03 June 2009
R.I.P. Koko Taylor
One of the pleasures of my life was that for a brief time, I worked in the music business in Chicago. Several times my path crossed that of many Blues artists, but always an enjoyable one was Koko Taylor.
She always had a nice word for EVERYONE, and I was the recipient of those words no less than 20 times in my life. When she called you "baby" you knew it was because she wanted you to get her something but it was always said in a motherly sort of tone that made you feel loved and wanted. Hanging out with her before her shows was just a privilege and she'd share stories about the "old days" and give her opinions about current music as well.
Although I'm hardly a rap music fan, she likened it immediately to the Blues. She lamented that it had it's "gangsta/thug-life" reputation but said that ultimately "it was people singin' about the difficulties in their lives and how they dealt with them on a daily basis and that's what the Blues was all about."
She used to tour every so often with Big Twist and the "tales" she'd tell about Twist were priceless. Out of respect for the dead (Twist passed in 1990) I won't re-tell those in writing, but if you want to know them, just ask me.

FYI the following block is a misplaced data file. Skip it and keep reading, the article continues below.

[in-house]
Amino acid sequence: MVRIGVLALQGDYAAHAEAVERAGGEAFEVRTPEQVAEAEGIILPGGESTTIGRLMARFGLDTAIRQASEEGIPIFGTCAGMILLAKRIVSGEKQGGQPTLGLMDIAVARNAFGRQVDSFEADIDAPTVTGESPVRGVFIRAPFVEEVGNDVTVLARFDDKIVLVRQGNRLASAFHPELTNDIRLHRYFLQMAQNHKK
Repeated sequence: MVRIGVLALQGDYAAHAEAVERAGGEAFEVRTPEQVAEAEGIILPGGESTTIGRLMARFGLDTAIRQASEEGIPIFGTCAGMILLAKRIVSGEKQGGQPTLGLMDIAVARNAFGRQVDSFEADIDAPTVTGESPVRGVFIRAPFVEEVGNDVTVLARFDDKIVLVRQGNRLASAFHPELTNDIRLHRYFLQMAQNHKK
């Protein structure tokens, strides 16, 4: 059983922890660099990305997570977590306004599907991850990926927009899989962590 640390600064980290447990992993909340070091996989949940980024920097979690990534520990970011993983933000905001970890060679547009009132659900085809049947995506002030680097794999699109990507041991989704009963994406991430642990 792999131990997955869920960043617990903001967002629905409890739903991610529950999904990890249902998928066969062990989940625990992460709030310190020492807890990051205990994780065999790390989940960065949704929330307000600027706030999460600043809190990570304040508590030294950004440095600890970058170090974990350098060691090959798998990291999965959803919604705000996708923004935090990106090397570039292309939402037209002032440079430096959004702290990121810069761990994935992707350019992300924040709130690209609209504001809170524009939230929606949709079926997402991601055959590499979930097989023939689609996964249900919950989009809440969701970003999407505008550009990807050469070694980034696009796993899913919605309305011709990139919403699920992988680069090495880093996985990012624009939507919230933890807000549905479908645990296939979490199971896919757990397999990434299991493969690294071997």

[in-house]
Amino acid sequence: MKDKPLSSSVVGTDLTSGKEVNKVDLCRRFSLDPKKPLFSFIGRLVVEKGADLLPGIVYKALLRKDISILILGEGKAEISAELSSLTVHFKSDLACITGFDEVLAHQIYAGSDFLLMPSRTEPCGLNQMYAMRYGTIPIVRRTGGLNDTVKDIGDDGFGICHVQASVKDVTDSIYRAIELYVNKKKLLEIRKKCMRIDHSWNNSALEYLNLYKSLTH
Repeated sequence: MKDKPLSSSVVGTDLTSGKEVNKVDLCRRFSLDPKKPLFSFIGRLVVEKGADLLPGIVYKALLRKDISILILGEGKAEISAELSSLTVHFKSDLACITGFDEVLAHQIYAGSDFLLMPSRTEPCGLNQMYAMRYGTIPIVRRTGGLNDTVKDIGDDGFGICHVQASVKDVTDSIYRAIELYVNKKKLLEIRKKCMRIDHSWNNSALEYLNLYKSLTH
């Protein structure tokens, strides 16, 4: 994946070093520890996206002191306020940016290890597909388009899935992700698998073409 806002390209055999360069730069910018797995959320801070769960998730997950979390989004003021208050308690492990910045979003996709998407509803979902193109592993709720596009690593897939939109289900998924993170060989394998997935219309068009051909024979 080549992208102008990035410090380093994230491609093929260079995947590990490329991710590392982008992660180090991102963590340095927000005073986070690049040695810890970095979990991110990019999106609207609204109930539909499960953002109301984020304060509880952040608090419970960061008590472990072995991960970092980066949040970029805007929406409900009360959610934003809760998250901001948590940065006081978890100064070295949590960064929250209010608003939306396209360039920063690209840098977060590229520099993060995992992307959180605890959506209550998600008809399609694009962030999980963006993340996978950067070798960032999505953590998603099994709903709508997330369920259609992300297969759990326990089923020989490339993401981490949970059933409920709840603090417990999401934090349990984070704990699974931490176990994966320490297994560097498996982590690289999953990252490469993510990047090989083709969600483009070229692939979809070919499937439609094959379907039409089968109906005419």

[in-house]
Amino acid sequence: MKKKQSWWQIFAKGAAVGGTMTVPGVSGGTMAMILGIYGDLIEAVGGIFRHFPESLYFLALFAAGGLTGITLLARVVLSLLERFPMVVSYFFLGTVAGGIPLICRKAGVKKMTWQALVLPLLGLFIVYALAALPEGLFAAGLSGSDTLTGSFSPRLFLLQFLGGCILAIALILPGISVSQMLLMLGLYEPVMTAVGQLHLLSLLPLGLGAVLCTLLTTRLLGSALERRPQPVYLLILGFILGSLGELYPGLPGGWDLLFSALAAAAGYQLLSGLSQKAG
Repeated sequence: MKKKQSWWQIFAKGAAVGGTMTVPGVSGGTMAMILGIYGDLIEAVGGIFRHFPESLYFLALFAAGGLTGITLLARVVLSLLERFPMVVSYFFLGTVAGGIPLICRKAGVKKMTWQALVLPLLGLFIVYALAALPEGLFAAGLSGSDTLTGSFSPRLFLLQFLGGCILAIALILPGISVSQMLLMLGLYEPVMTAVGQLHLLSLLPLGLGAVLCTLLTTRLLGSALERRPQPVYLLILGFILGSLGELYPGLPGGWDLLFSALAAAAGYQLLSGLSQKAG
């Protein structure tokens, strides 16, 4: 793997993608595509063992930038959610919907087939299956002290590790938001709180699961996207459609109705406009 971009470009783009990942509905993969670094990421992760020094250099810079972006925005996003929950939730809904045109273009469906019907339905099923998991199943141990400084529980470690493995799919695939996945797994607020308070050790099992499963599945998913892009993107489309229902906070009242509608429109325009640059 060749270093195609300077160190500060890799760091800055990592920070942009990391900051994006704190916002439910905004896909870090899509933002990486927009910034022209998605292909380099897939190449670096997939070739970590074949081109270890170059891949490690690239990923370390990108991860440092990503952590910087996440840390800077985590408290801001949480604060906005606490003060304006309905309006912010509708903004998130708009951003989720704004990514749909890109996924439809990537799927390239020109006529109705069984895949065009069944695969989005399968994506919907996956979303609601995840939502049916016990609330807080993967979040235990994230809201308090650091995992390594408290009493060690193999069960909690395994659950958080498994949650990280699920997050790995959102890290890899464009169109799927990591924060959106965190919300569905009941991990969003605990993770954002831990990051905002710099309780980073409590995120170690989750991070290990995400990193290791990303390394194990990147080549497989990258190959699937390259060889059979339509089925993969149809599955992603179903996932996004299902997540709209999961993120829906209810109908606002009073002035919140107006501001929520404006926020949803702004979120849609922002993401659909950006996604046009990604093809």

She was the Queen of the Blues and Chicago's Very Own (sorry WGN for ripping that off) and that is evident if you go to the Chicago Blues Fest website. She's the damn banner! Blues Fest is June 12th-14th this year and although I don't believe she was scheduled, I'm sure not an artist will leave the stage without paying some sort of tribute.
She was born to share-croppers in Tennessee and came to Chicago in the 50's, was spotted by Willie Dixon and the rest is history.
Today, one year and one day after Bo Diddley passes, Koko passes on from complications from surgery she was having.
Unfortunately this is a constant reminder of an art form that slowly is dying as well. Although there is a burgeoning Blues community coming up, none of the artists will ever share what the Dixons, Taylors, Diddleys went through in their lives. So it's a NEW Blues artform but one that will always pay tribute to the past. The new artists can PLAY the blues, but there's something in these old timers voices when they sing. It's almost as if you can hear the pain they suffered and that's something that younger artists just will struggle to sell as time goes on.
R.I.P. sweet lady and Queen. I'm glad our lives intersected even if for the briefest of moments. I have got to believe there's one hell of a band being put together up in Heaven with you and Willie and Bo together.